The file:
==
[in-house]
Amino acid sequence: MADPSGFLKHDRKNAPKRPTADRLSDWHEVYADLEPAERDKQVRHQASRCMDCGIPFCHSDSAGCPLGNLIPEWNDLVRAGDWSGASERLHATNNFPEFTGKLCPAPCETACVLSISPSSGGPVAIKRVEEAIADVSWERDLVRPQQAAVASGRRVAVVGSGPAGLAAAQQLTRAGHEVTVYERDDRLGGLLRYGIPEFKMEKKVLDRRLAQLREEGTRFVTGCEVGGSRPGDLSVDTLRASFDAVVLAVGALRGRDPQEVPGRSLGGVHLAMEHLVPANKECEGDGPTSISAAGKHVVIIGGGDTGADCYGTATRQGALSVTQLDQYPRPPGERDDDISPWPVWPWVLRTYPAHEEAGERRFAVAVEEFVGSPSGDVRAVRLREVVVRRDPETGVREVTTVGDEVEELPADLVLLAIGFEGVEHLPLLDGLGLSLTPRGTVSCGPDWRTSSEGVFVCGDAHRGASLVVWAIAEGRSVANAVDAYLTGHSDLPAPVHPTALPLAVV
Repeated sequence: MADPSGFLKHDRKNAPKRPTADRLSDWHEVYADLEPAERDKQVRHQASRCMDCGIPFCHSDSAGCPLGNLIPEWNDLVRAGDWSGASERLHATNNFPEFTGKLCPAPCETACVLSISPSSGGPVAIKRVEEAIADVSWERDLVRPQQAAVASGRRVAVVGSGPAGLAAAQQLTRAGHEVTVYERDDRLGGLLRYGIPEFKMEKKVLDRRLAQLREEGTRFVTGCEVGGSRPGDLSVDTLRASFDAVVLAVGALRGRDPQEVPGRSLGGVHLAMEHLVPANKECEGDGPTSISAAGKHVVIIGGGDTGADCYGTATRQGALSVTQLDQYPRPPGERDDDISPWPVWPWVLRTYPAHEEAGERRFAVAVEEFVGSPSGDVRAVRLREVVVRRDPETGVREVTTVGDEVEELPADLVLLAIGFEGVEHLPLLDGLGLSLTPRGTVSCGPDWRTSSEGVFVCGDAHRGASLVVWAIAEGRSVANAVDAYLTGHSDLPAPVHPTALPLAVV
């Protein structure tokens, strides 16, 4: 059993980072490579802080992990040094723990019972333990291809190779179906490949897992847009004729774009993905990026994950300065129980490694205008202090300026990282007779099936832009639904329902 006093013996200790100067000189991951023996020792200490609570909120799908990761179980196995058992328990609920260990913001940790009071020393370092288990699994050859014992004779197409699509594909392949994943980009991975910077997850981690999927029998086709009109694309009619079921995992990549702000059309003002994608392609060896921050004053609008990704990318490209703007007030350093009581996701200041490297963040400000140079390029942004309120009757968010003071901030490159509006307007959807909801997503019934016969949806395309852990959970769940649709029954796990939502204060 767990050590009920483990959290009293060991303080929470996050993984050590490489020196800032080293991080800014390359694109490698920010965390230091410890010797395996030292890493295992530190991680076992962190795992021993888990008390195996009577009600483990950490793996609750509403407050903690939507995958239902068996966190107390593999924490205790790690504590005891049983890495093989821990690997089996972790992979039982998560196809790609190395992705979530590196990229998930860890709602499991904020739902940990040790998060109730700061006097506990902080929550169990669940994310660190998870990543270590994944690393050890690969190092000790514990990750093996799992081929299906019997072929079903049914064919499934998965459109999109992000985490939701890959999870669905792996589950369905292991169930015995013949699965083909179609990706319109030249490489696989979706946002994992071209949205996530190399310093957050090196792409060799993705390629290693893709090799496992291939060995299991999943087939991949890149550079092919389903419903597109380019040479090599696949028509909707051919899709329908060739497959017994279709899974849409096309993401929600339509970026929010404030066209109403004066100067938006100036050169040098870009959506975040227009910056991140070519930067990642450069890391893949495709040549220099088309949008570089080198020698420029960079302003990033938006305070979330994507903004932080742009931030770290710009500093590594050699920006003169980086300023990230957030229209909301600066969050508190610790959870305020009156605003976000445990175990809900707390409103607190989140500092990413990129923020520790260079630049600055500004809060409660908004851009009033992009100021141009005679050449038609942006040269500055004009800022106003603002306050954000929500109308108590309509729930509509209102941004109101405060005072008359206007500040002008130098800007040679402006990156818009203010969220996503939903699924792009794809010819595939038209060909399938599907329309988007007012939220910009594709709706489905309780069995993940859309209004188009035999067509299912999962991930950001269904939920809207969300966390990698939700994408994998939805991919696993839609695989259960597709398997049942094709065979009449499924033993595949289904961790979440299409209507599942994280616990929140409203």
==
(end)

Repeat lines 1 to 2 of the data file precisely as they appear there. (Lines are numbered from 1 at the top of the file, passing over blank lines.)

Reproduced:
[in-house]
Amino acid sequence: MADPSGFLKHDRKNAPKRPTADRLSDWHEVYADLEPAERDKQVRHQASRCMDCGIPFCHSDSAGCPLGNLIPEWNDLVRAGDWSGASERLHATNNFPEFTGKLCPAPCETACVLSISPSSGGPVAIKRVEEAIADVSWERDLVRPQQAAVASGRRVAVVGSGPAGLAAAQQLTRAGHEVTVYERDDRLGGLLRYGIPEFKMEKKVLDRRLAQLREEGTRFVTGCEVGGSRPGDLSVDTLRASFDAVVLAVGALRGRDPQEVPGRSLGGVHLAMEHLVPANKECEGDGPTSISAAGKHVVIIGGGDTGADCYGTATRQGALSVTQLDQYPRPPGERDDDISPWPVWPWVLRTYPAHEEAGERRFAVAVEEFVGSPSGDVRAVRLREVVVRRDPETGVREVTTVGDEVEELPADLVLLAIGFEGVEHLPLLDGLGLSLTPRGTVSCGPDWRTSSEGVFVCGDAHRGASLVVWAIAEGRSVANAVDAYLTGHSDLPAPVHPTALPLAVV